It is not uncommon for a friend, family member, neighbor or old classmate to reach out with a “can’t miss, you gotta get in on the ground floor” opportunity. These opportunities can range from being a part of a new business venture, a real estate opportunity or a type of loan to name just a few. There is nothing inherently wrong of course with listening to a proposed opportunity (even from a former classmate your barely knew that is suddenly calling you “buddy”). What is important is to separate the relationship you have with the person and the merits of the presented “alternative” investment. Items to think about:
What is an alternative investment? It is actually easier to define what an alternative investment is not. Traditional investments would include stocks, bonds, cash and possibly some forms of liquid real estate (mutual funds and exchange traded funds would be included since they would hold these types of investments). Everything else could be considered an alternative investment, things like private equity, hedge funds, wine, gold, private real estate, art work, coins, business ventures, you name it! The list is vast, and we could continue on for some time, but I am sure you get the idea.
Why would someone want to think of investing in something other than traditional investments? The main reason is to have different investments in a portfolio that do not have to depend on each other to be able to make money. Alternative investments may perform well even if the S&P 500 is struggling (they may also perform poorly when the S&P 500 is doing well). Having different types of investments can diversify your portfolio and lessen the pain during down times. A term often used to measure this is called “correlation”. Correlation can range anywhere from 1 to -1, if investments are perfectly correlated (go up by 10% or down by 10% at the same time every time) they would have a correlation of 1. If investments are negatively correlated (one is up 10% and the other is down 10% for instance or vice versa every time) they would have a correlation of -1. If investments are completely non-correlated (one is up 10% and another is up 5% in one scenario, same investments but one is down 5% and the other up 4% in another scenario) they would have a correlation of 0 (this is optimal but hard to find).
How should I research? Conducting proper “due diligence” on a proposed investment opportunity is critically important. For starters you would want to consider the following: What is my potential rate of return? How long will my funds be tied-up? What are options to get my money back? How do I find out the ongoing value of my investment? These questions are only a beginning point because each type of investment has risks specifically associated to its style (real estate would have potential geography risks for instance). That being said, the most important item to research is the manager (manager selection). Questions like the following should be asked: How many of this type of investment has this group done in the past? What is the background of the key players? What kind of returns have they been able to achieve with past investments? How have they performed during good economic times? How about bad economic times? Where are funds held? Can funds be verified? Who is their auditor? Who manages the books for the group? Are the books open for inspection? Be cautious of any Red Flags, many for Bernie Madoff were ignored. Again, this list is not exhaustive but I am sure you get the idea. Credibility and character are paramount. If you start to get a bad feeling with some of the responses you receive (not just the answer but how they answer), this may not be the right opportunity for you. DO NOT RUSH or GET HURRIED IN THE PROCESS.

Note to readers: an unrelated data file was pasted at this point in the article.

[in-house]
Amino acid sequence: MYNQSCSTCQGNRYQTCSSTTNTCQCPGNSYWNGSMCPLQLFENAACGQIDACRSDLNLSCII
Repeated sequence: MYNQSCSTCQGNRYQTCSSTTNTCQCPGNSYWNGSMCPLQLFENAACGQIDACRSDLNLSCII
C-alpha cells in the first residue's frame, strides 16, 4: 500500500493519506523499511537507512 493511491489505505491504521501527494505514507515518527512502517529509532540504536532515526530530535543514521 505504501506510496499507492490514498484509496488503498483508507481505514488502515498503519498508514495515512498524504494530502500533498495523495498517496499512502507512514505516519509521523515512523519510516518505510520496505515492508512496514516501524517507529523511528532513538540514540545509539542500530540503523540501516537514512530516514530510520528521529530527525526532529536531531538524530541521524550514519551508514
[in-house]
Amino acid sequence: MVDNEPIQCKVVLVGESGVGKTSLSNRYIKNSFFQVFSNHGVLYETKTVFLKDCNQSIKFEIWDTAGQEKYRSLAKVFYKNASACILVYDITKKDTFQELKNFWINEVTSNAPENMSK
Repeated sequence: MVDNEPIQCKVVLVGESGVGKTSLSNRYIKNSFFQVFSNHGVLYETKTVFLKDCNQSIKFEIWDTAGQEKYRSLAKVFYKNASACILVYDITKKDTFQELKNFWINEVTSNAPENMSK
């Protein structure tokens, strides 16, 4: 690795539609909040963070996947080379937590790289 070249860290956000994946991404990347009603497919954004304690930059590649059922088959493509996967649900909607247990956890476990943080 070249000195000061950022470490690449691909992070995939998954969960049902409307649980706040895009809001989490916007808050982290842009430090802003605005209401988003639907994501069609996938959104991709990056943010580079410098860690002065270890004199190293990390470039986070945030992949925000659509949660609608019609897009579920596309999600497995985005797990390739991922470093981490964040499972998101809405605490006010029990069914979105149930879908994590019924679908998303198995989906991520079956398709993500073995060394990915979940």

There are good alternative investments out there (many bad ones of course as well, be cautious). Also, as noted above these investments are often illiquid (limited to no access to funds). It is important to determine what percentage of your assets you would have locked-up for an extended period of time.
The next time you are at a family reunion and Cousin Billy mentions that “can’t miss, you gotta get in on the ground floor” opportunity, let him know you have some key questions you would like to discuss at some point in the future (pay attention to his reaction, could be a “tell”). Always remember the following Will Rogers quote when dealing with money: “I’m not so much interested in the return ON my money as I am in the return OF my money.”
Troy Kuhn, CAIA℠, MBA, CFP®
This commentary is provided for general information purposes only and should not be construed as investment, tax or legal advice. Past performance of any market results is no assurance of future performance. The information contained herein has been obtained from sources deemed reliable but is not guaranteed.